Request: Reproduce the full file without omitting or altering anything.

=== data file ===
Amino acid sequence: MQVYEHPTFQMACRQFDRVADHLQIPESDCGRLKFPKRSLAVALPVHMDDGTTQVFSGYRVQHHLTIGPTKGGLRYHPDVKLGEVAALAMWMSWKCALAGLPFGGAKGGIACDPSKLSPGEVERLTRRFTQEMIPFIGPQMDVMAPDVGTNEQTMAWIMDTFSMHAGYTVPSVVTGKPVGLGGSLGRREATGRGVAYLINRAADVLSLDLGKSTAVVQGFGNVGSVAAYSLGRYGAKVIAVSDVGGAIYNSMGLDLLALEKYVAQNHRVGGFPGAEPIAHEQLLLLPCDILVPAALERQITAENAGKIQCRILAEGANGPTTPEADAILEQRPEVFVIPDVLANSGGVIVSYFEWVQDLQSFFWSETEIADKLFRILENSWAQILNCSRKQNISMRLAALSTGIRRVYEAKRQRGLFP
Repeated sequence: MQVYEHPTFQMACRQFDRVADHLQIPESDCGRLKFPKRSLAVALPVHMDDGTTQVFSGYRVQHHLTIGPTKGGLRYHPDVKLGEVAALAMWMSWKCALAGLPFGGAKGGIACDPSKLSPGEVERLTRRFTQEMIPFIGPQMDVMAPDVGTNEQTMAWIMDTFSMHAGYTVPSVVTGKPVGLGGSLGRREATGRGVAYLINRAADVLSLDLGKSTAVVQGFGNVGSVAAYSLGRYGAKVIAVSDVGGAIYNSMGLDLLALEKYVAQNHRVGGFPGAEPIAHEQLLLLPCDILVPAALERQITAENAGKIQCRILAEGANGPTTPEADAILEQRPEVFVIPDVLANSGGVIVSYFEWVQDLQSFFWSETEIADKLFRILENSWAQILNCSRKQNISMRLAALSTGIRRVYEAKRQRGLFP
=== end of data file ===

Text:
Amino acid sequence: MQVYEHPTFQMACRQFDRVADHLQIPESDCGRLKFPKRSLAVALPVHMDDGTTQVFSGYRVQHHLTIGPTKGGLRYHPDVKLGEVAALAMWMSWKCALAGLPFGGAKGGIACDPSKLSPGEVERLTRRFTQEMIPFIGPQMDVMAPDVGTNEQTMAWIMDTFSMHAGYTVPSVVTGKPVGLGGSLGRREATGRGVAYLINRAADVLSLDLGKSTAVVQGFGNVGSVAAYSLGRYGAKVIAVSDVGGAIYNSMGLDLLALEKYVAQNHRVGGFPGAEPIAHEQLLLLPCDILVPAALERQITAENAGKIQCRILAEGANGPTTPEADAILEQRPEVFVIPDVLANSGGVIVSYFEWVQDLQSFFWSETEIADKLFRILENSWAQILNCSRKQNISMRLAALSTGIRRVYEAKRQRGLFP
Repeated sequence: MQVYEHPTFQMACRQFDRVADHLQIPESDCGRLKFPKRSLAVALPVHMDDGTTQVFSGYRVQHHLTIGPTKGGLRYHPDVKLGEVAALAMWMSWKCALAGLPFGGAKGGIACDPSKLSPGEVERLTRRFTQEMIPFIGPQMDVMAPDVGTNEQTMAWIMDTFSMHAGYTVPSVVTGKPVGLGGSLGRREATGRGVAYLINRAADVLSLDLGKSTAVVQGFGNVGSVAAYSLGRYGAKVIAVSDVGGAIYNSMGLDLLALEKYVAQNHRVGGFPGAEPIAHEQLLLLPCDILVPAALERQITAENAGKIQCRILAEGANGPTTPEADAILEQRPEVFVIPDVLANSGGVIVSYFEWVQDLQSFFWSETEIADKLFRILENSWAQILNCSRKQNISMRLAALSTGIRRVYEAKRQRGLFP